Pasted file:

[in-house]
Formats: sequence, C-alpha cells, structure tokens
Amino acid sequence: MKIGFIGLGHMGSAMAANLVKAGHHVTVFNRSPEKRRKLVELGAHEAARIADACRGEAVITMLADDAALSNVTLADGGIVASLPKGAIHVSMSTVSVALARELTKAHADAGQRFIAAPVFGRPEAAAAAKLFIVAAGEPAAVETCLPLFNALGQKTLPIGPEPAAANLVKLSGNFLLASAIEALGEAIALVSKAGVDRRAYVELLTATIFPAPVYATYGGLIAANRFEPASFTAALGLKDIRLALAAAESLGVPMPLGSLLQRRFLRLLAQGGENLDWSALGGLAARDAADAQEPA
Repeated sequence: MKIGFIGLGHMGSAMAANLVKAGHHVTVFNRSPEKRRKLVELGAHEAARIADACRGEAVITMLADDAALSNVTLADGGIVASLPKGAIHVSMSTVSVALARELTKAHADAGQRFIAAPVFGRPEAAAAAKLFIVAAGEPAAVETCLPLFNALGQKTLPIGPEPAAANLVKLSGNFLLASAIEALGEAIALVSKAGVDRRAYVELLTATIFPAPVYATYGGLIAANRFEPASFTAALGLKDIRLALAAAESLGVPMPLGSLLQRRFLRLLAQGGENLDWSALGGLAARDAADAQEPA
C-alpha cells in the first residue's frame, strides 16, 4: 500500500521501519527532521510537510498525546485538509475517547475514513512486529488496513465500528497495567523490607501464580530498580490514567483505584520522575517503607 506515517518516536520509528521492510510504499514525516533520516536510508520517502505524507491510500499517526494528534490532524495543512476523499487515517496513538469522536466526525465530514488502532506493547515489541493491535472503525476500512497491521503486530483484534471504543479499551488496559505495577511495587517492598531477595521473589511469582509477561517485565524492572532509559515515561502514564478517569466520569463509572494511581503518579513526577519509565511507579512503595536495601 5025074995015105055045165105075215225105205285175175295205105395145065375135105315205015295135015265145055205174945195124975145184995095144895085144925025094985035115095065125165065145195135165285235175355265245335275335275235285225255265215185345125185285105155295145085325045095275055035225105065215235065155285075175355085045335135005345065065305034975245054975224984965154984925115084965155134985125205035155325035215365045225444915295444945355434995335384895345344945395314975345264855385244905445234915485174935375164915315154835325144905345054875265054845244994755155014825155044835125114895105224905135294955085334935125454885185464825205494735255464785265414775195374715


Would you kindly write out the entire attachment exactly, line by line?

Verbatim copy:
[in-house]
Formats: sequence, C-alpha cells, structure tokens
Amino acid sequence: MKIGFIGLGHMGSAMAANLVKAGHHVTVFNRSPEKRRKLVELGAHEAARIADACRGEAVITMLADDAALSNVTLADGGIVASLPKGAIHVSMSTVSVALARELTKAHADAGQRFIAAPVFGRPEAAAAAKLFIVAAGEPAAVETCLPLFNALGQKTLPIGPEPAAANLVKLSGNFLLASAIEALGEAIALVSKAGVDRRAYVELLTATIFPAPVYATYGGLIAANRFEPASFTAALGLKDIRLALAAAESLGVPMPLGSLLQRRFLRLLAQGGENLDWSALGGLAARDAADAQEPA
Repeated sequence: MKIGFIGLGHMGSAMAANLVKAGHHVTVFNRSPEKRRKLVELGAHEAARIADACRGEAVITMLADDAALSNVTLADGGIVASLPKGAIHVSMSTVSVALARELTKAHADAGQRFIAAPVFGRPEAAAAAKLFIVAAGEPAAVETCLPLFNALGQKTLPIGPEPAAANLVKLSGNFLLASAIEALGEAIALVSKAGVDRRAYVELLTATIFPAPVYATYGGLIAANRFEPASFTAALGLKDIRLALAAAESLGVPMPLGSLLQRRFLRLLAQGGENLDWSALGGLAARDAADAQEPA
C-alpha cells in the first residue's frame, strides 16, 4: 500500500521501519527532521510537510498525546485538509475517547475514513512486529488496513465500528497495567523490607501464580530498580490514567483505584520522575517503607 506515517518516536520509528521492510510504499514525516533520516536510508520517502505524507491510500499517526494528534490532524495543512476523499487515517496513538469522536466526525465530514488502532506493547515489541493491535472503525476500512497491521503486530483484534471504543479499551488496559505495577511495587517492598531477595521473589511469582509477561517485565524492572532509559515515561502514564478517569466520569463509572494511581503518579513526577519509565511507579512503595536495601 5025074995015105055045165105075215225105205285175175295205105395145065375135105315205015295135015265145055205174945195124975145184995095144895085144925025094985035115095065125165065145195135165285235175355265245335275335275235285225255265215185345125185285105155295145085325045095275055035225105065215235065155285075175355085045335135005345065065305034975245054975224984965154984925115084965155134985125205035155325035215365045225444915295444945355434995335384895345344945395314975345264855385244905445234915485174935375164915315154835325144905345054875265054845244994755155014825155044835125114895105224905135294955085334935125454885185464825205494735255464785265414775195374715